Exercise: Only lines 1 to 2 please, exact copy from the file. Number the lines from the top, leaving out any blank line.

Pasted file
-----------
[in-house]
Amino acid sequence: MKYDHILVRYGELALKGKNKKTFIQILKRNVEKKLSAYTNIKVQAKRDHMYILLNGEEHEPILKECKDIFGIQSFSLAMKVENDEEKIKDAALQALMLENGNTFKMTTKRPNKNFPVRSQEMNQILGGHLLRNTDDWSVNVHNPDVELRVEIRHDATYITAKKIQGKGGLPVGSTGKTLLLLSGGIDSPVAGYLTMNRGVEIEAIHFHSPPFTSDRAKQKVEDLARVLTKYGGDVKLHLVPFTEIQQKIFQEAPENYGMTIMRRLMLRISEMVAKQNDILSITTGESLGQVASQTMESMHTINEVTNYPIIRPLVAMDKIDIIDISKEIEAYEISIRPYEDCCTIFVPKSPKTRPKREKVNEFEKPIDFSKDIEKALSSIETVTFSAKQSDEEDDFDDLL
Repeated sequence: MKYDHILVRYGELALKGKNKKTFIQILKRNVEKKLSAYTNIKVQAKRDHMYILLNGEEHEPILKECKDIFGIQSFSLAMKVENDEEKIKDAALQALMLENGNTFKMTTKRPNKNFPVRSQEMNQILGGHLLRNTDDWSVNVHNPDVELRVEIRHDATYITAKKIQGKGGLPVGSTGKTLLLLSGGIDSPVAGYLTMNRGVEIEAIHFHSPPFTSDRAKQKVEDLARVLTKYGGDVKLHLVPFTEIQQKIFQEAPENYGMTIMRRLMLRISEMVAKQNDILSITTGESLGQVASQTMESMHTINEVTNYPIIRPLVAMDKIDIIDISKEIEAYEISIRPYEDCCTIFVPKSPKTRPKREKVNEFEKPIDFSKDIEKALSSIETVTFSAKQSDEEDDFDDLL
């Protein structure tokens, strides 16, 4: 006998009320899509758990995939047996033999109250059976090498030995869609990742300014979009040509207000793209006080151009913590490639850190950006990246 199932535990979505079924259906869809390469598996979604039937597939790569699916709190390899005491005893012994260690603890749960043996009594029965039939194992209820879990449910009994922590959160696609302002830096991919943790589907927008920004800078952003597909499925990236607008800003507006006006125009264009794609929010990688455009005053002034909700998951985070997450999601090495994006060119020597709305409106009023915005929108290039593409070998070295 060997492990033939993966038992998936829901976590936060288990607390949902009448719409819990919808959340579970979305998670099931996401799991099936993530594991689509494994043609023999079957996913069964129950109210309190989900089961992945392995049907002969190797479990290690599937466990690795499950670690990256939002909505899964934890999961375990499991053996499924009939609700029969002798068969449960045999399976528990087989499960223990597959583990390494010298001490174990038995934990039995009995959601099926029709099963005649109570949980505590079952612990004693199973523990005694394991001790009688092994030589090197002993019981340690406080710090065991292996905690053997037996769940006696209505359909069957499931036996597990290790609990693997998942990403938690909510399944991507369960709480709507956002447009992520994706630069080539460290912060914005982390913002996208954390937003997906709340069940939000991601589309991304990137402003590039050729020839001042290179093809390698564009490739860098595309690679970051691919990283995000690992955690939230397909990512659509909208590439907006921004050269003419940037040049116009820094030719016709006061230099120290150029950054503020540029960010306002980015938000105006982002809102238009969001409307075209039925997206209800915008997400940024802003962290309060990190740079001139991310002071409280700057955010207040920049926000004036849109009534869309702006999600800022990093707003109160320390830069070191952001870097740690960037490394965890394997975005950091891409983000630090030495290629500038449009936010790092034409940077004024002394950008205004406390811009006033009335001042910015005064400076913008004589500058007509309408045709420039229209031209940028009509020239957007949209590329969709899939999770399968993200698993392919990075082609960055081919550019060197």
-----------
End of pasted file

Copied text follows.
[in-house]
Amino acid sequence: MKYDHILVRYGELALKGKNKKTFIQILKRNVEKKLSAYTNIKVQAKRDHMYILLNGEEHEPILKECKDIFGIQSFSLAMKVENDEEKIKDAALQALMLENGNTFKMTTKRPNKNFPVRSQEMNQILGGHLLRNTDDWSVNVHNPDVELRVEIRHDATYITAKKIQGKGGLPVGSTGKTLLLLSGGIDSPVAGYLTMNRGVEIEAIHFHSPPFTSDRAKQKVEDLARVLTKYGGDVKLHLVPFTEIQQKIFQEAPENYGMTIMRRLMLRISEMVAKQNDILSITTGESLGQVASQTMESMHTINEVTNYPIIRPLVAMDKIDIIDISKEIEAYEISIRPYEDCCTIFVPKSPKTRPKREKVNEFEKPIDFSKDIEKALSSIETVTFSAKQSDEEDDFDDLL